The p38α stress kinase suppresses aneuploidy tolerance by inhibiting Hif-1α

Susana Simões-Sousa, Samantha Littler, Sarah Thompson, Paul Minshall, Helen Whalley, Bjorn Bakker, Klaudyna Belkot, Daniela Moralli, Daniel Bronder, Anthony Tighe, Diana Spierings, Nourdine Bah, Joshua Graham, Louisa Nelson, Catherine Green, Floris Foijer, Paul Townsend, Stephen Taylor

Research output: Contribution to journalArticlepeer-review


Deviating from the normal karyotype dramatically changes gene dosage, in turn decreasing the robustness of biological networks. Consequently, aneuploidy is poorly tolerated by normal somatic cells and acts as a barrier to transformation. Paradoxically however, karyotype heterogeneity drives tumour evolution and the emergence of therapeutic drug resistance. To better understand how cancer cells tolerate aneuploidy, we focused on the p38 stress response kinase. We show here that p38-deficient cells upregulate glycolysis and avoid post-mitotic apoptosis, leading to the emergence of aneuploid subclones. We also show that p38-deficiency upregulates the hypoxia-inducible transcription factor Hif-1α, and that inhibiting Hif-1α restores apoptosis in p38-deficent cells. Because hypoxia and aneuploidy are both barriers to tumour progression, the ability of Hif-1α to promote cell survival following chromosome missegregation raises the possibility that aneuploidy tolerance co-evolves with adaptation to hypoxia.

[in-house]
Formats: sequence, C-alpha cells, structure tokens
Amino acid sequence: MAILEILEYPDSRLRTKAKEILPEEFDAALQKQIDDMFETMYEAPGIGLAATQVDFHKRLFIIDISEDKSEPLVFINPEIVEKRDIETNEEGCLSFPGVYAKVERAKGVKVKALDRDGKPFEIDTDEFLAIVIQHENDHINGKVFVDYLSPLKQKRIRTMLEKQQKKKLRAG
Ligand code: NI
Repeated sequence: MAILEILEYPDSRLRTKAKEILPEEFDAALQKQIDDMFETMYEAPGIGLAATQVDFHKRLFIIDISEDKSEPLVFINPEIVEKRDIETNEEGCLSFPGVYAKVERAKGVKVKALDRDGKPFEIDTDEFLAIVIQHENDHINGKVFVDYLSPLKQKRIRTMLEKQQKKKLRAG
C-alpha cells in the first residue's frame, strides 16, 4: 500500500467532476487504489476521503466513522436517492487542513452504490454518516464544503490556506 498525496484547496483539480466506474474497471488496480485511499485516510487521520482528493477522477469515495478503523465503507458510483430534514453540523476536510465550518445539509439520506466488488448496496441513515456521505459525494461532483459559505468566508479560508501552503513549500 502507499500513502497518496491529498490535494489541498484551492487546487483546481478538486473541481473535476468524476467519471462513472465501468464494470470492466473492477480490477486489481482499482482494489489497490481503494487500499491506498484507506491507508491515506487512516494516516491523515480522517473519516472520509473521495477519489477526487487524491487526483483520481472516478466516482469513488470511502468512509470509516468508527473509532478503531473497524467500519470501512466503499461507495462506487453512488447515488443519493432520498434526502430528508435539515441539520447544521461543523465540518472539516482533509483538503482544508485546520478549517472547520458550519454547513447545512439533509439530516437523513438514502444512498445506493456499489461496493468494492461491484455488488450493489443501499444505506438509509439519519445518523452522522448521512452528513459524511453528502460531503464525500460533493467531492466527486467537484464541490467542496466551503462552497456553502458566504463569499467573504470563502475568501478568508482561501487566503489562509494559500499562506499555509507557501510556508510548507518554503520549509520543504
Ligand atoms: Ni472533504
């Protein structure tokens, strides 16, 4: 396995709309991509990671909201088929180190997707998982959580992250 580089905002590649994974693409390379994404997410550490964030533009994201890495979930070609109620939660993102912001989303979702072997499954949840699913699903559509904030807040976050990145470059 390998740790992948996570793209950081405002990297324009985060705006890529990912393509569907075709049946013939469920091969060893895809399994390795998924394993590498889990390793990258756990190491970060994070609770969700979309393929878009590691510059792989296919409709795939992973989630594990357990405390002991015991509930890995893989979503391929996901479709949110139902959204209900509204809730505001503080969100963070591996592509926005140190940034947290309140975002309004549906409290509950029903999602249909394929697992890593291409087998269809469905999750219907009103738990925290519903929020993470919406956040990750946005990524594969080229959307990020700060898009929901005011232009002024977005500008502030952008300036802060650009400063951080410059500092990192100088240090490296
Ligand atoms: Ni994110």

Original languageEnglish
Pages (from-to)749-760.e6
JournalCell Reports
Issue number3
Publication statusPublished - 16 Oct 2018


  • aneuploidy
  • chromosome instability
  • mitosis

Research Beacons, Institutes and Platforms

  • Manchester Cancer Research Centre


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